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Zimbabwe’s trip to Pakistan must not be taken lightly

There was a time when Pakistani fans could see their fast-bowling maestros – like Imran Khan, Wasim Akram, Waqar Younis and Shoaib Akhtar – pierce through the wind and attack the opposition with all their mighty force, live, in front of them, in their own stadium. There was a time when people could witness Shahid Afridi’s magnificent sixes or Javed Miandad’s stunning innings on Pakistani grounds. Unfortunately, over the past six year, no international team has come to Pakistan to play a series with our national team. And as such, Pakistani cricket fans have been deprived of this chance to ...

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Pakistan’s Sabeen Mahmud is India’s Narendra Dabholkar

Throughout history, there have been numerous attacks on voices of reason and rationality. The dark ages of Europe led to inquisition and mass persecution of critical thinkers and voices of dissent. One of the greatest laments of the 20th century has been the partition of India in 1947 – which in half a century later led to the formation of three nations. Today, the subcontinent is vetted with stories of hate crimes and savagery attributed to faith. The tradition of collective dialogue and social responsibility has been ripped apart into pieces; the new age youth are hungry for blood. In ...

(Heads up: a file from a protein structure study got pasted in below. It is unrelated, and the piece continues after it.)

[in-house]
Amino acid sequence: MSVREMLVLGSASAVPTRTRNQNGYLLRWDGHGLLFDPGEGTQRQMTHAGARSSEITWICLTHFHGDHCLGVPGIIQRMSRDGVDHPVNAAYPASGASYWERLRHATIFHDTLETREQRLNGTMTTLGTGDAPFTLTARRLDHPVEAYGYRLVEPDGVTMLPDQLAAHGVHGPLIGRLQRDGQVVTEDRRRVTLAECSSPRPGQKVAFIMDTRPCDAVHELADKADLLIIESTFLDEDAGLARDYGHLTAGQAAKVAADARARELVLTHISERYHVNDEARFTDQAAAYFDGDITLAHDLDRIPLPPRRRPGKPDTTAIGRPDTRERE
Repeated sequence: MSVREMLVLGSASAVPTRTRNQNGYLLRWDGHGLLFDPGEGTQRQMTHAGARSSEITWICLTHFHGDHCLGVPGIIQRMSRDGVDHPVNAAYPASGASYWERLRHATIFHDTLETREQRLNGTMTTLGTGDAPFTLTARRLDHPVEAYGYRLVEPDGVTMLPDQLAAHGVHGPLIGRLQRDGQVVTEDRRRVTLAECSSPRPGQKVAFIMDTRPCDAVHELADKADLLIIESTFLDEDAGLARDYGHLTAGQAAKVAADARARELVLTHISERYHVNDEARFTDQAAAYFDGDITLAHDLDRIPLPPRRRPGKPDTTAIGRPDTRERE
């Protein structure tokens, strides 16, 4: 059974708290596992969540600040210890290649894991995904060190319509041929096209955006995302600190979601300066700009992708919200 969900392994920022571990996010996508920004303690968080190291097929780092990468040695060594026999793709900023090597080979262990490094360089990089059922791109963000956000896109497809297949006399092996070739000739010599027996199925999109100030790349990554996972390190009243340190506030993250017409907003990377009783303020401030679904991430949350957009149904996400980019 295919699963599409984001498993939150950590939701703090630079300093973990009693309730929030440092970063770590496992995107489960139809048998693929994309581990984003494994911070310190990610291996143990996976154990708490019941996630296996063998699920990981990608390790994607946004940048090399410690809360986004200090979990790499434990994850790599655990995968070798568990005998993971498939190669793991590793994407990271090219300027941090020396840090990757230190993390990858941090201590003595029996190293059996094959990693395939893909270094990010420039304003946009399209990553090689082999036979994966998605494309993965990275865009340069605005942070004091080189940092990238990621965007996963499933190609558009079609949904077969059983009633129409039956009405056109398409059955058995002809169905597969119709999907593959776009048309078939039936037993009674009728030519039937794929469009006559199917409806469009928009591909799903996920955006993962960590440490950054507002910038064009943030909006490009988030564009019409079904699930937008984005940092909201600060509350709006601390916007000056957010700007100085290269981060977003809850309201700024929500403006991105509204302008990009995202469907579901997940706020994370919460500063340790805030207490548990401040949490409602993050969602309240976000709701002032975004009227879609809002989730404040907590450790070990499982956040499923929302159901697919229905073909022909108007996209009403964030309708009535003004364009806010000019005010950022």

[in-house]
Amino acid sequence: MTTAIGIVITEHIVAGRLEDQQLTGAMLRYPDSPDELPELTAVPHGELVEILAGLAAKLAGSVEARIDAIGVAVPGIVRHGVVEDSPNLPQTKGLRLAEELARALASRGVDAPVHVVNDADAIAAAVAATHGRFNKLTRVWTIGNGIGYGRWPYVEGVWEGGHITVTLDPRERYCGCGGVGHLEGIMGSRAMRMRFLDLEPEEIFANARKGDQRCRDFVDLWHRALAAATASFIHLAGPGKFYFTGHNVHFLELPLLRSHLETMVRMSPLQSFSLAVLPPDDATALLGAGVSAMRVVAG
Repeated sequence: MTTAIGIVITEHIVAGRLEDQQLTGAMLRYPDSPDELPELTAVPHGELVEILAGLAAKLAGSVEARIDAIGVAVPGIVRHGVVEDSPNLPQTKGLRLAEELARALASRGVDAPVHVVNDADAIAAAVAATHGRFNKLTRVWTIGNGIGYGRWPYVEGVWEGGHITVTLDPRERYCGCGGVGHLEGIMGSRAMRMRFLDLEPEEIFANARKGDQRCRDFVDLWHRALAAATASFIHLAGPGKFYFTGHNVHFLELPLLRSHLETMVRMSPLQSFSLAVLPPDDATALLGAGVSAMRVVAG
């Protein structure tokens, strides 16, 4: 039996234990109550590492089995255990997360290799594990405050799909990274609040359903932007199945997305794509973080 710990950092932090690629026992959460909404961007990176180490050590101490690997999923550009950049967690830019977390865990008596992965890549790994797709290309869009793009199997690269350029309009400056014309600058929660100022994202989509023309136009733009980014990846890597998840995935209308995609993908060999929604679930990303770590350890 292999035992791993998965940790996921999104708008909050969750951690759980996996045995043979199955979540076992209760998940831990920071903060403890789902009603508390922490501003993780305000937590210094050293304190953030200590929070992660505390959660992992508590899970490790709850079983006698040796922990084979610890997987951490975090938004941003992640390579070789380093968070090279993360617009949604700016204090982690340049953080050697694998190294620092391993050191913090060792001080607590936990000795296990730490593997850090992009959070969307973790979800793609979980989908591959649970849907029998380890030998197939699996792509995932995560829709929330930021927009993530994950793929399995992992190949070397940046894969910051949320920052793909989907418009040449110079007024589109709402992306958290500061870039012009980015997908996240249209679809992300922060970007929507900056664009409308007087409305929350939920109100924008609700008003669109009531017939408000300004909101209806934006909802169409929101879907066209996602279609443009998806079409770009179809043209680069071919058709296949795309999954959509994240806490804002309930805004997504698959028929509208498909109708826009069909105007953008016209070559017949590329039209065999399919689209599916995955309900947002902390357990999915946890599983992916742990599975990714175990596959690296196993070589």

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Breaking the Curfew since 1989

“Respect for law is dying. The whole system of justice is breaking down… nobody wants a good police force as then, they would become subject to the law”. This is Karachi in the 1980s, as described by a senior police official in the book, Breaking the Curfew, published in 1989. It was written by Emma Duncan, a journalist for The Economist, during her escapade to Pakistan in the late ‘80s. The Karachi sketched in the book, when compared to the Karachi of today, sounds more like Zurich, as our elders recall. The saddest part is that the symptoms were there for all to see even then, ...

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Are we not ‘Pakistani’ enough for them or are we not ‘Muslim’ enough?

I got to work and checked my phone; there were a dozen missed calls and messages from my friends and family – all in a span of 30 minutes. Being a Karachiite, I instantly knew something was wrong. As soon as I read my father’s message, I froze. I was stunned at the words before me. An attack had taken place and this time it was our community. 45 of our people. We were no longer the silent observers. We were the victims. When I reached my cubicle, I could hear news of the attack blaring from multiple TV screens. I sat and watched news ...

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It is time to give back to the Ismaili community

“If people have made mistakes, forgive their mistakes. If people have harmed you, forget and forgive. Do not hold grudges, do not turn around and say, ‘he hurt me yesterday so I will hurt him today’. This is not the spirit of Islam” – The Aga Khan IV “I have lost friends. I don’t know how I should react. Words are not enough to define this tragedy. People who were part of our lives are no more with us but their memories will keep haunting us,” laments Shafiq*. He is a member of the Ismaili community – a community which lost 45 of its ...